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Monitoring of woman in labour; resuscitation of infant

Deputy Health and Disability Commissioner Rose Wall today released a report finding a self-employed midwife, a hospital employed midwife and a DHB in breach of the Code of Health and Disability Services Consumers’ Rights (the Code) for the care provided to a woman in labour and her newborn baby.

The woman booked the self-employed midwife as her Lead Maternity Carer. Ms Wall was critical of the care provided to the labouring woman by the midwife LMC, in particular the inadequate monitoring of the baby’s heart rate. When the LMC had difficulty with managing the woman’s labour, assistance was provided to the inexperienced LMC by hospital employed midwives. However, there was a delay in picking up that the baby had become distressed and in calling for obstetric and paediatric support. The baby was born not breathing and later passed away in intensive care.

Ms Wall considered that the LMC midwife did not provide care to the woman and her baby with reasonable skill and care during the labour. Ms Wall was also critical of a hospital midwife for not advocating for adequate monitoring of the baby’s heart rate, and found there were failures in the care, communication systems, and emergency equipment at the DHB which resulted in delays in providing care to the woman and the baby.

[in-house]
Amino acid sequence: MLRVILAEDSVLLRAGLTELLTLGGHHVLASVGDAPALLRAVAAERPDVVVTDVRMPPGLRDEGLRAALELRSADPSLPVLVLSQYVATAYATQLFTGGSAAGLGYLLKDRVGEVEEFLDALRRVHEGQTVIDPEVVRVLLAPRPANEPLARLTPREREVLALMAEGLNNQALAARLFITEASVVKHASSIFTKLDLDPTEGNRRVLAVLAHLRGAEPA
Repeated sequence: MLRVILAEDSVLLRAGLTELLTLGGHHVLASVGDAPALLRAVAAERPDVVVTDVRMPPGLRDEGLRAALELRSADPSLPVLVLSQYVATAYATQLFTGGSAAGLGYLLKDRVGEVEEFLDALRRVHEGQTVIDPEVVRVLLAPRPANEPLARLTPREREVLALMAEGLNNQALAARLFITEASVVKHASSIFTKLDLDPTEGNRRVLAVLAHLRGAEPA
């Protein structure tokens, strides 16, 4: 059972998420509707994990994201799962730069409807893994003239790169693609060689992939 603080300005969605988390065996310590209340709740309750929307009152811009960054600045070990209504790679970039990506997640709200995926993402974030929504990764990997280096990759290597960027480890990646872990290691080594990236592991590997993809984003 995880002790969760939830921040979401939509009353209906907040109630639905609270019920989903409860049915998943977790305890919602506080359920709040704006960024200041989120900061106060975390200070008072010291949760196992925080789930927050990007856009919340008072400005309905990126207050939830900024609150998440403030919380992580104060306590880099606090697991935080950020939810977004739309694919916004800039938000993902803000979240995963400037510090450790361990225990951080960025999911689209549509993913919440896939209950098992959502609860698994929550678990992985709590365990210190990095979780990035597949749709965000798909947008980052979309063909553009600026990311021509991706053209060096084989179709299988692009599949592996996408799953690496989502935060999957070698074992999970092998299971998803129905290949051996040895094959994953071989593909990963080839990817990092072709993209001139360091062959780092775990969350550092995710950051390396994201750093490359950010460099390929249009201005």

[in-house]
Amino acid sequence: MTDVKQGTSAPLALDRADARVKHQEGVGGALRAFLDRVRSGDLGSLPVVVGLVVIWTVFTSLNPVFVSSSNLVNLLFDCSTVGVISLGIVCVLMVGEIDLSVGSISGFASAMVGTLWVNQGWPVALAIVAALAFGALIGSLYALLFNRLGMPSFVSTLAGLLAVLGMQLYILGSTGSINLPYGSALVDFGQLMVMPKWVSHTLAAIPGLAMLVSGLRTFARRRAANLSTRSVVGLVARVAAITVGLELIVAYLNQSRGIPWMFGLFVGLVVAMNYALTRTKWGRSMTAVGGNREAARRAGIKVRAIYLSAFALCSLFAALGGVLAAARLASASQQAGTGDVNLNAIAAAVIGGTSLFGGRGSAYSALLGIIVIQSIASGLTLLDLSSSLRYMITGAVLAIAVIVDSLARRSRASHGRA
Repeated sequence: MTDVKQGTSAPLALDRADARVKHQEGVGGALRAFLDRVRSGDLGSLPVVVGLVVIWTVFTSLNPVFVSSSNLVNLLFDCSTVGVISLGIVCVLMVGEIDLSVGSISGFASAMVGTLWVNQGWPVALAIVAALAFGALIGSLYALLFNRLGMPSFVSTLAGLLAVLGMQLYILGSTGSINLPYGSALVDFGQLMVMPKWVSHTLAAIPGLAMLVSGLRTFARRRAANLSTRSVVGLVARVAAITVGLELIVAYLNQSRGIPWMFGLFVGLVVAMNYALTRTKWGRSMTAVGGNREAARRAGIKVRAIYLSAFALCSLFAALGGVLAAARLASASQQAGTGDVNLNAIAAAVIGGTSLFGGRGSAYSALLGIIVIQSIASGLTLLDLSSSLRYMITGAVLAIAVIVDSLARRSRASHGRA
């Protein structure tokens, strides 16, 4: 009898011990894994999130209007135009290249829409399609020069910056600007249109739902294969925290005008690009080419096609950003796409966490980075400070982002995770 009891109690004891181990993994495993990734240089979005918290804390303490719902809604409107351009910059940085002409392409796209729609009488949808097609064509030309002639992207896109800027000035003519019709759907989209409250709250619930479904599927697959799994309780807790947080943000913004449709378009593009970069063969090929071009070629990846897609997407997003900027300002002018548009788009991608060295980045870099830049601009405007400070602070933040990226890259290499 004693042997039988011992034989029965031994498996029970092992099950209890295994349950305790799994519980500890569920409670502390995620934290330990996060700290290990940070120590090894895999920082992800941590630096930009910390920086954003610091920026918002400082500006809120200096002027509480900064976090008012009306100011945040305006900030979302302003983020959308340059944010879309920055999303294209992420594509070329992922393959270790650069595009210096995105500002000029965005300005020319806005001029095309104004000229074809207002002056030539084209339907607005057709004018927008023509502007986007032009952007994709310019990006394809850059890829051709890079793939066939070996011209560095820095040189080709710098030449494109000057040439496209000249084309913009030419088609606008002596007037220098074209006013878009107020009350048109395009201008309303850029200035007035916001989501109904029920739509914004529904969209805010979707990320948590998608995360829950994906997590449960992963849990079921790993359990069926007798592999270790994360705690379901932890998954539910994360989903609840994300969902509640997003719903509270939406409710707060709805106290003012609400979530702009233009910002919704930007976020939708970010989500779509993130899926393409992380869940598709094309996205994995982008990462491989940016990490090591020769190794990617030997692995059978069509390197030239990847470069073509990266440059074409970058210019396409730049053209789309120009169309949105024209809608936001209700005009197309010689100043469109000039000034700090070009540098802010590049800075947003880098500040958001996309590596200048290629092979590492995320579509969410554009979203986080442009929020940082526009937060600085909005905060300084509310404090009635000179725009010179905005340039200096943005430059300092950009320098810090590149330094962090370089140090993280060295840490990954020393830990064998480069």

Rose Wall recommended that the Midwifery Council of New Zealand consider whether any further review of the LMC midwife’s competence was required and that the DHB report to HDC on its communication systems for maternity emergencies, and the frequency of the fetal surveillance education being provided to its staff and to self-employed lead maternity carers.

Ms Wall advised that the Ministry of Health would be provided with a copy of her report so that it can take into account the findings from the investigation in its ongoing review of maternity services.

The full report for case 16HDC00977 is available on the HDC website.


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